When: May 11, 2013
Time: 12 noon EST (use the Time Zone Converter to find your local time)
Writing a Series
What do writers owe their readers when they write books in series? Or do they not owe anything at all? The readers are the people who buy the books and “pay” the writer with eventual [we hope!] royalties. The people and situations in a book and a series are the writer’s creation and for themselves foremost … but if a writer isn’t thinking of potential readers, then why bother sending the book to an agent or publisher? Why try to get it published? And … what does a writer owe her own characters? Did she form them and breathe life into them only to cut things off in a matter of a few books? Of course, we can think of Sherlock Holmes who died but was brought back after Doyle got a lot of Victorian flak.
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Nancy Holder is a founding member and former trustee of HWA. She is a New York Times bestselling author (the dark fantasy series Wicked) who has written over eighty novels, and two hundred short stories, essays, and articles, many of which have appeared in “Best of” anthologies. She has received five Bram Stoker awards, one for Novel (Dead in the Water), Young Adult Novel (The Screaming Season), and three for Short Fiction (“Lady Madonna,” “I Hear the Mermaids Singing,” and “Cafe Endless: Spring Rain”). She received a Scribe award for Saving Grace: Tough Love, based on the Saving Grace TV series. She was given a Pioneer award from Romantic Times for her young adult fiction. She also received a Special Sales Award from amazon.com.
Her other horror work includes the young adult Possessions trilogy from Razorbill, stories in Deep Cuts, V Wars, the mosaic novel Zombie Apocalypse series, and the upcoming young adult horror special from Dark Moon. She has written spooky tales for Nancy Drew and as Chris P. Flesh and Melissa J. Morgan for Grosset and Dunlap. She is well known for her work on such properties as Buffy the Vampire Slayer, Angel, MTV Teen Wolf, Saving Grace, Hellboy, Hulk, Highlander, Sherlock Holmes, Kolchak, Zorro, and many others. She will be one of two Author Guests of Honor at the 2014 World Horror Convention. She edits comic books and pulp fiction for Moonstone Books and she is on the faculty of the Stonecoast MFA in Creative Writing Program offered through the University of Southern Maine. Visit her @nancyholder, https://www.facebook.com/nancyholderfans, and www.nancyholder.com.
Kelley Armstrong has been telling stories since before she could write. Her earliest written efforts were disastrous. If asked for a story about girls and dolls, hers would invariably feature undead girls and evil dolls, much to her teachers’ dismay. All efforts to make her produce “normal” stories failed. Today, she continues to spin tales of ghosts and demons and werewolves, while safely locked away in her basement writing dungeon. She’s the author of the “Otherworld” urban fantasy series, “Darkest Powers” & “Darkness Rising” teen paranormal trilogies as well as the upcoming “Cainsville” modern gothic series and “Blackwell Pages” middle-grade fantasy adventure trilogy (co-written as K.L. Armstrong with M.A. Marr). She lives in southwestern Ontario with her husband, kids and far too many pets. Photo credit: Kathryn Hollinrake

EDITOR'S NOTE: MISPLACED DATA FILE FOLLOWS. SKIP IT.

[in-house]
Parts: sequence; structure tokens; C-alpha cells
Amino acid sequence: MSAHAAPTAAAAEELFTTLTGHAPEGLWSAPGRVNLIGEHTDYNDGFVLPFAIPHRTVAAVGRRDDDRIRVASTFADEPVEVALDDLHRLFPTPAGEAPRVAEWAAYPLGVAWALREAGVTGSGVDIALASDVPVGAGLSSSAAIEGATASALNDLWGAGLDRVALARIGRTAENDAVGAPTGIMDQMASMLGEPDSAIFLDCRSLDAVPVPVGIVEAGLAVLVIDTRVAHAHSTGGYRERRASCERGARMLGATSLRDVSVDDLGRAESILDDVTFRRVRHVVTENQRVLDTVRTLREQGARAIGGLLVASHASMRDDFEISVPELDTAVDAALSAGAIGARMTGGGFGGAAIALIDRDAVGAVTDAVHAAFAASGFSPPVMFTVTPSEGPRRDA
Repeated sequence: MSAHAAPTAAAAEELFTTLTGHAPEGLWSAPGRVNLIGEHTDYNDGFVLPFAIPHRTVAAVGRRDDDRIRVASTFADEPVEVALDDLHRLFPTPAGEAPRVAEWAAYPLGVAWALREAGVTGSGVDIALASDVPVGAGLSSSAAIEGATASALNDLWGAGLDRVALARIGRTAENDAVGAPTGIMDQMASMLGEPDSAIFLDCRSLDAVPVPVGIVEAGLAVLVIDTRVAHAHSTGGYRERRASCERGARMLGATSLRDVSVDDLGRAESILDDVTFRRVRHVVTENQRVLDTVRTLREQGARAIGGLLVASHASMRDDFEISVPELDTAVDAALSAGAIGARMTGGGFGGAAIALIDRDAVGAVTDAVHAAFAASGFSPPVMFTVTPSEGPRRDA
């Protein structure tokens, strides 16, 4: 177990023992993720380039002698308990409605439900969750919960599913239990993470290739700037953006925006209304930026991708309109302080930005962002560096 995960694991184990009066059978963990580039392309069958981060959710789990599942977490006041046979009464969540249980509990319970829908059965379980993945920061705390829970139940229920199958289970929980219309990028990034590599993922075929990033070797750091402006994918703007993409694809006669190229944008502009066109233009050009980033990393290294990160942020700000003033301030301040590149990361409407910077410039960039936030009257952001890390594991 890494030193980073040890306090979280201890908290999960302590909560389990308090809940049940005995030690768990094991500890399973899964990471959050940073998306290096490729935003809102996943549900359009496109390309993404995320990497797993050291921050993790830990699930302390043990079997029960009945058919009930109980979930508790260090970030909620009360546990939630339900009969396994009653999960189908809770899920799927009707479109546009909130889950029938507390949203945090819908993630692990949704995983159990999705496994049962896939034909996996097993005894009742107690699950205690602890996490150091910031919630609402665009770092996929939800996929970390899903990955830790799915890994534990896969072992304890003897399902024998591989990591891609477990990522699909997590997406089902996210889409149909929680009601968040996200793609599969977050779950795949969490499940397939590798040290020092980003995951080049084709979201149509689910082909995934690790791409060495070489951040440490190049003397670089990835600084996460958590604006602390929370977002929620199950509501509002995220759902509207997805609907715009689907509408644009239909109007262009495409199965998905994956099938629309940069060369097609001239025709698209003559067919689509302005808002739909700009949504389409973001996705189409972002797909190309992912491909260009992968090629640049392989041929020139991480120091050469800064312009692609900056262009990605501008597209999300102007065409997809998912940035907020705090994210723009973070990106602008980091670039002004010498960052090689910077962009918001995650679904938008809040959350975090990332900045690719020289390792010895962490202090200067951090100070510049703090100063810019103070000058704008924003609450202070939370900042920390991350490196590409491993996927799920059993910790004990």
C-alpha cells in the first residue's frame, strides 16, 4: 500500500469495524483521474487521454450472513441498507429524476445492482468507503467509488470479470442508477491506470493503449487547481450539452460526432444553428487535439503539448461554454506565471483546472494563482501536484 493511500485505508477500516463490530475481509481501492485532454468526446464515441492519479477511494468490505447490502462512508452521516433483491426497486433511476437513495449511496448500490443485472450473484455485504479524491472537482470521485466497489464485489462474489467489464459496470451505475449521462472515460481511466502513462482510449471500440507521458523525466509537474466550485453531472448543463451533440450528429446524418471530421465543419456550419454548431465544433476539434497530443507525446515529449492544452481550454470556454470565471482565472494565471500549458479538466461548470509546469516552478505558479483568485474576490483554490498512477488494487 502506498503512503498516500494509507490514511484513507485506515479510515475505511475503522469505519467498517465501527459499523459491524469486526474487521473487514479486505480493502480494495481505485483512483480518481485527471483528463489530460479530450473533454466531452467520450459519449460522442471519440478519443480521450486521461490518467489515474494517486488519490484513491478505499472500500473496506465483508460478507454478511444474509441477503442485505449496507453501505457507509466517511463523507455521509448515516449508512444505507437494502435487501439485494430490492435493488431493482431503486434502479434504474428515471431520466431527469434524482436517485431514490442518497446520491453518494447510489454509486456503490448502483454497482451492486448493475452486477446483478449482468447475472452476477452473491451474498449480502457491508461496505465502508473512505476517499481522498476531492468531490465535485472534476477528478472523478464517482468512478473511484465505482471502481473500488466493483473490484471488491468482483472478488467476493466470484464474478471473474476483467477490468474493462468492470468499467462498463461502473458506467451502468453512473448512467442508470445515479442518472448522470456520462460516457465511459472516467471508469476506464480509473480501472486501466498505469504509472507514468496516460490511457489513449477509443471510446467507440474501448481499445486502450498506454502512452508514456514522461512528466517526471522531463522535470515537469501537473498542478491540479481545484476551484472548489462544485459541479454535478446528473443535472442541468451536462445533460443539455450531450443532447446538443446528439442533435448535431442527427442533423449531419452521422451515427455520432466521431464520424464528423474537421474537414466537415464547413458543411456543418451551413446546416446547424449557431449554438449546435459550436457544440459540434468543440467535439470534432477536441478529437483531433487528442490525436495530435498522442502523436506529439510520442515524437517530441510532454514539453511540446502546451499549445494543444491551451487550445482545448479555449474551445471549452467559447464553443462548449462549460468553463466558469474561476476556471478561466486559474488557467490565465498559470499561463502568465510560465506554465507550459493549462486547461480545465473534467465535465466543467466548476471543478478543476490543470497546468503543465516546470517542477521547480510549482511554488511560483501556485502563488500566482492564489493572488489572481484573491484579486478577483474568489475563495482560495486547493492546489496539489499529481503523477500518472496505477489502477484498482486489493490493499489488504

F. Paul Wilson is the award-winning, NY Times bestselling author of nearly fifty books and many short stories spanning horror, adventure, medical thrillers, science fiction, and virtually everything between. More than nine million copies of his books are in print in the US and his work has been translated into twenty-four foreign languages. He also has written for the stage, screen, and interactive media. COLD CITY features his urban mercenary, Repairman Jack. His latest is THE PROTEUS CURE, a disturbing medical thriller written with Tracy Carbone. Paul resides at the Jersey Shore.
Kim Newman is a novelist, critic and broadcaster. His fiction includes The Night Mayor, Bad Dreams, Jago, the Anno Dracula novels and stories, The Quorum, The Original Dr Shade and Other Stories, Life’s Lottery, Back in the USSA (with Eugene Byrne) and The Man From the Diogenes Club under his own name and The Vampire Genevieve and Orgy of the Blood Parasites as Jack Yeovil. His non-fiction books include Ghastly Beyond Belief (with Neil Gaiman), Horror: 100 Best Books (with Stephen Jones), Wild West Movies, The BFI Companion to Horror, Millennium Movies and BFI Classics studies of Cat People and Doctor Who. He is a contributing editor to Sight & Sound and Empire magazines (writing Empire’s popular Video Dungeon column), has written and broadcast widely on a range of topics, and scripted radio and television documentaries. His stories ‘Week Woman’ and ‘Ubermensch’ have been adapted into an episode of the TV series The Hunger and an Australian short film; he has directed and written a tiny film Missing Girl; he co-wrote the West End play The Hallowe’en Sessions. Following his Radio 4 play ‘Cry Babies’, he wrote episodes for Radio 7’s series The Man in Black (‘Phish Phood’) and Glass Eye Pix’ Tales From Beyond the Pale (‘Sarah Minds the Dog’). His official web-site can be found at www.johnnyalucard.com. His most recent publications are expanded reissues of the Anno Dracula series and The Hound of the d’Urbervilles (from Titan) and a much-expanded edition of Nightmare Movies (from Bloomsbury). Johnny Alucard, the fourth Anno Dracula novel, appeared in 2012; his next novel will be An English Ghost Story. He is on Twitter as @AnnoDracula.
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